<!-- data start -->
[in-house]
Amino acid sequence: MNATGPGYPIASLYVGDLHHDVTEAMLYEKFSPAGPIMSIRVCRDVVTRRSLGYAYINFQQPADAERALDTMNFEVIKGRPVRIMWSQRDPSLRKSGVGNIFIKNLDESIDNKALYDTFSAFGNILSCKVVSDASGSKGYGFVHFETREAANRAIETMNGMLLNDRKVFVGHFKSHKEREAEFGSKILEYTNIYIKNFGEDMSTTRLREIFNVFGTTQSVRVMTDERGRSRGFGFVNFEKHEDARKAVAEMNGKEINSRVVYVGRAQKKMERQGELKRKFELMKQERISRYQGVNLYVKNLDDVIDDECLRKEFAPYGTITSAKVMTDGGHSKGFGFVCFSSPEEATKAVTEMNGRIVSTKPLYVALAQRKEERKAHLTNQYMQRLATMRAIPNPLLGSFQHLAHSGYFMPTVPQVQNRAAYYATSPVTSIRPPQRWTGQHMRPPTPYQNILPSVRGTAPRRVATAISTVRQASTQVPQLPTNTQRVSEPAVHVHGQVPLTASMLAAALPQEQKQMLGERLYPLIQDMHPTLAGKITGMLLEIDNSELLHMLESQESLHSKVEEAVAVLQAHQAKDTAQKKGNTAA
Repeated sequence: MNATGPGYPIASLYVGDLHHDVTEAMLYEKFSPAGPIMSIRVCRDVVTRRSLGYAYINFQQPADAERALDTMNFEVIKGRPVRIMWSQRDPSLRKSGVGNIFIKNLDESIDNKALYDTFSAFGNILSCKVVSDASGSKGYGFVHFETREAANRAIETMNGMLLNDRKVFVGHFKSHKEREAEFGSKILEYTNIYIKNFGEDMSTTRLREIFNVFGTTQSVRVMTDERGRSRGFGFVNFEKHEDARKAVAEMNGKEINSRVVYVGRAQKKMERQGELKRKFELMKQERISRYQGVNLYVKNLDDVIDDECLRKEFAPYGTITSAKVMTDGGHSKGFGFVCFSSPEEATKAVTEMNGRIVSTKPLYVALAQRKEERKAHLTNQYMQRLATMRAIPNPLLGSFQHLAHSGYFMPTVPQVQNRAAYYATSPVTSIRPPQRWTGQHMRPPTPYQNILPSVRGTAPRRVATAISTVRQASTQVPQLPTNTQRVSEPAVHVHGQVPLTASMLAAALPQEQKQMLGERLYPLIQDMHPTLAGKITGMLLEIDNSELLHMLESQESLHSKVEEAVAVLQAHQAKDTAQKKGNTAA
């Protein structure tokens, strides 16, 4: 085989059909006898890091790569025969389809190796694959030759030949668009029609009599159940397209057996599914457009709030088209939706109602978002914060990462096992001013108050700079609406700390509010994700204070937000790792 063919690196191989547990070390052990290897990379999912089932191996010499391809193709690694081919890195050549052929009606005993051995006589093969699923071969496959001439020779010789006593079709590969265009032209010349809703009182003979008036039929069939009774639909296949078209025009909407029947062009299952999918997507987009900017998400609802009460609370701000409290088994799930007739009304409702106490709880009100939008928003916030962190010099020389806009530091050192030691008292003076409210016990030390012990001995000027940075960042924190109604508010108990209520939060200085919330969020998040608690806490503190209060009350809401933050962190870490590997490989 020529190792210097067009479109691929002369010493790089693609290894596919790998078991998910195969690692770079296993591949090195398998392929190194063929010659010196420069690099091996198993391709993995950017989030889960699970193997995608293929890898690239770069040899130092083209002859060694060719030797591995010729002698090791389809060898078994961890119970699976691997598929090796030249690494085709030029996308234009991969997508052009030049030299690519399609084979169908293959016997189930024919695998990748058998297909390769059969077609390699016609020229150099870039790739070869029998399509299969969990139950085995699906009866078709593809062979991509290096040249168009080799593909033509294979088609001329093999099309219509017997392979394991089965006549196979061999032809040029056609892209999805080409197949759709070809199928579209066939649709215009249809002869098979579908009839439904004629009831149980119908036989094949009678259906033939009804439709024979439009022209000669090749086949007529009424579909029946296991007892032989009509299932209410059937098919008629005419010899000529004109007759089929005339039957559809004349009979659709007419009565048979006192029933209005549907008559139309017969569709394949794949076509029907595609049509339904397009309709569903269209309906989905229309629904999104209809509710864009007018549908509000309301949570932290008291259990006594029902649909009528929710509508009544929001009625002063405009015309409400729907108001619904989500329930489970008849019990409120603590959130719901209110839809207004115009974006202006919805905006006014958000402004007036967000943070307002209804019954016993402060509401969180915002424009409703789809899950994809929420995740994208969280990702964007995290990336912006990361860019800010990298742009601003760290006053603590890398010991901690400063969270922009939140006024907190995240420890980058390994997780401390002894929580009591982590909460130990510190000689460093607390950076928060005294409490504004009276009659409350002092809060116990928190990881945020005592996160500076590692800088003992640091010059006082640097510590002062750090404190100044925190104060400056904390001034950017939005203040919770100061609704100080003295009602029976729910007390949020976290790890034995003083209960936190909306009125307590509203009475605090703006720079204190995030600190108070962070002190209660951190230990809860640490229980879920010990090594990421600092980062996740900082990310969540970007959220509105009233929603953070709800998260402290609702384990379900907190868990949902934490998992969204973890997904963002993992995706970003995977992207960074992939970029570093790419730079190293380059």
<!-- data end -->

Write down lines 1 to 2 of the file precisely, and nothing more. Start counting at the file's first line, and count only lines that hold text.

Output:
[in-house]
Amino acid sequence: MNATGPGYPIASLYVGDLHHDVTEAMLYEKFSPAGPIMSIRVCRDVVTRRSLGYAYINFQQPADAERALDTMNFEVIKGRPVRIMWSQRDPSLRKSGVGNIFIKNLDESIDNKALYDTFSAFGNILSCKVVSDASGSKGYGFVHFETREAANRAIETMNGMLLNDRKVFVGHFKSHKEREAEFGSKILEYTNIYIKNFGEDMSTTRLREIFNVFGTTQSVRVMTDERGRSRGFGFVNFEKHEDARKAVAEMNGKEINSRVVYVGRAQKKMERQGELKRKFELMKQERISRYQGVNLYVKNLDDVIDDECLRKEFAPYGTITSAKVMTDGGHSKGFGFVCFSSPEEATKAVTEMNGRIVSTKPLYVALAQRKEERKAHLTNQYMQRLATMRAIPNPLLGSFQHLAHSGYFMPTVPQVQNRAAYYATSPVTSIRPPQRWTGQHMRPPTPYQNILPSVRGTAPRRVATAISTVRQASTQVPQLPTNTQRVSEPAVHVHGQVPLTASMLAAALPQEQKQMLGERLYPLIQDMHPTLAGKITGMLLEIDNSELLHMLESQESLHSKVEEAVAVLQAHQAKDTAQKKGNTAA